Some Thoughts on Christian Liberty: Specifically in Regard to Drinking Alcohol
Lead singer / songwriter Mark Hall said well last week at the Casting Crowns concert that Christian liberty often becomes a question of how far we can push the envelope. In other words, “what can I (me, me, me) do or not do in this (fill in the blank) situation.” In more words, the issue of Christian liberty often muddles the fact that Law-keeping is intimately entwined in love which is the essence of self-denial / self-sacrifice. “God so loved the world, that He GAVE His only Son.” When it comes to justification, we don’t have to keep any of the Law and couldn’t even if we wanted to. In fact, any attempt to be justified by keeping the Law (or thinking you are “good” enough to enter heaven) is a rejection of God’s gift. Sanctification is another story; in sanctification (setting apart for a specific purpose), we keep the Law to love God and others.
This is what Paul said about Christian liberty: “Everything is permissible—but not everything is beneficial. Everything is permissible—but not everything is constructive. Nobody should seek his own good, but the good of others”(1Corinthians 10:23,24).
Because the primary goal of Law-keeping is love, and the essence of love is self-denial / self-sacrifice, we are commanded in Scripture to forfeit our right to partake in what is lawful if it would offend another believer or cause a new believer to violate their conscience which may not be biblically trained.
This brings me to an issue that God has dealt with in my own life recently. Moderate drinking, though lawful, is not beneficial for those in my life, but this is not the trite matter we make it in today’s super-grace mentality. However, to say that moderate drinking is against the Law of God or a biblical principle is patently untrue, and what is true matters. Look, forget all of that stuff about the disciples drinking alcohol because the water was bad in the Middle East during the first century. You don’t even need a course in Bible History to refute that; just read the historical account of Jesus talking to the woman at the well. Besides that, one of the biblical qualifications of an elder (which are very high) is that they are “not a drunkard” (or drinking alcohol in excess. I Tim. 3:3, Titus 1:7). Why wouldn’t the Holy Spirit plainly say “drinker of wine” rather than specifying drunkenness? In fact, Paul goes on to say: “Deacons, likewise, are to be men worthy of respect, sincere, not indulging in *much* wine….”[emphasis mine]. I’m sorry, but that alone ends the argument though many more biblical arguments could be introduced.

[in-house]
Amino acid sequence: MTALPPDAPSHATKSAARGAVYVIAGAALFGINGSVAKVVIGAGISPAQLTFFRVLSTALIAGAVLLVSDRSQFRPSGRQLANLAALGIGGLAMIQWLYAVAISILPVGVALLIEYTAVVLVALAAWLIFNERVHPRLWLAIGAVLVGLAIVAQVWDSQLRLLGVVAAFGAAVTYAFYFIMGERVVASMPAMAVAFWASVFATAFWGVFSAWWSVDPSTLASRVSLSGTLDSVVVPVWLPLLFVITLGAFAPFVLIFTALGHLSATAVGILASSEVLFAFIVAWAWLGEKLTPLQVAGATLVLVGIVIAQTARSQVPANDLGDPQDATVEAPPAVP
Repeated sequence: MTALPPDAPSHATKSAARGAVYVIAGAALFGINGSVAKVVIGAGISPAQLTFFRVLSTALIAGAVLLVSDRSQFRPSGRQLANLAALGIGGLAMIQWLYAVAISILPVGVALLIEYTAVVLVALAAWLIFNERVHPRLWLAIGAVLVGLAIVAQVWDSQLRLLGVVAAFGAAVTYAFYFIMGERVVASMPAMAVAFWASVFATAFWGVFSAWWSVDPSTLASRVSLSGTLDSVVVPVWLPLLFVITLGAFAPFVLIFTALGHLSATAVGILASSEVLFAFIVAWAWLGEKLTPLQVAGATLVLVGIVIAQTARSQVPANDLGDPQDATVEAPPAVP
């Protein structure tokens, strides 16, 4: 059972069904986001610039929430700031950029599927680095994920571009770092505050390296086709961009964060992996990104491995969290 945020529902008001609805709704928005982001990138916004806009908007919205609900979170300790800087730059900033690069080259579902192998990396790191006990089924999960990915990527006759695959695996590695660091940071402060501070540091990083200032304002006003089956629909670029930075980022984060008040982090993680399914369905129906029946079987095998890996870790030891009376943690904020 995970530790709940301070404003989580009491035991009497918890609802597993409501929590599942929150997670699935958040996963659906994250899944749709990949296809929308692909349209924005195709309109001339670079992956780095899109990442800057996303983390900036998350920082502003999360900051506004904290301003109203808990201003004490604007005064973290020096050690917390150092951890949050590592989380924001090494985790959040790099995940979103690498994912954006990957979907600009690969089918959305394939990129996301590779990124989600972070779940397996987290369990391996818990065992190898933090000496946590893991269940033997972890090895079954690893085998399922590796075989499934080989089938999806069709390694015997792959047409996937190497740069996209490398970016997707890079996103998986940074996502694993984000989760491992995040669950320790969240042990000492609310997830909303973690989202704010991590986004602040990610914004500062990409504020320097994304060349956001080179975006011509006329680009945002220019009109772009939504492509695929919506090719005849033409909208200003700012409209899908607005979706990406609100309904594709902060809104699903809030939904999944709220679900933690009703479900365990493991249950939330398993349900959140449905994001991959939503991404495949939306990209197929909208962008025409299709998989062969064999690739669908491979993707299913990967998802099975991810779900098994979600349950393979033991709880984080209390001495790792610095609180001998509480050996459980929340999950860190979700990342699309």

Not acknowledging a true perspective on any given biblical principle always leads to a slippery slope resulting in extremes. I once visited a widow who was confronted by her pastor for working at a restaurant that served alcohol. Does that same pastor shop at Krogers? Does he fly United?The situation led to an unnecessary offense that resulted in her leaving that particular church. Also, while some Christians will not eat at Applebees because they serve liquor, they will go to Bob Evans instead, and rip the waitress from top to bottom for not serving them to their expectations. I even know of Christians who will leave the waitress fifteen-cents to add insult to injury. But Law-forbid that we would eat at a restaurant where drunks know more about mercy than we do. Actually, I leave bigger tips when I get lousy service; it’s called “undeserved merit,” sound familiar? Here is my point: our goal as Christians is not Law-keeping, it’s keeping the Law for the purpose of love. Law-keeping without love in mind always leads to hypocrisy and legalism.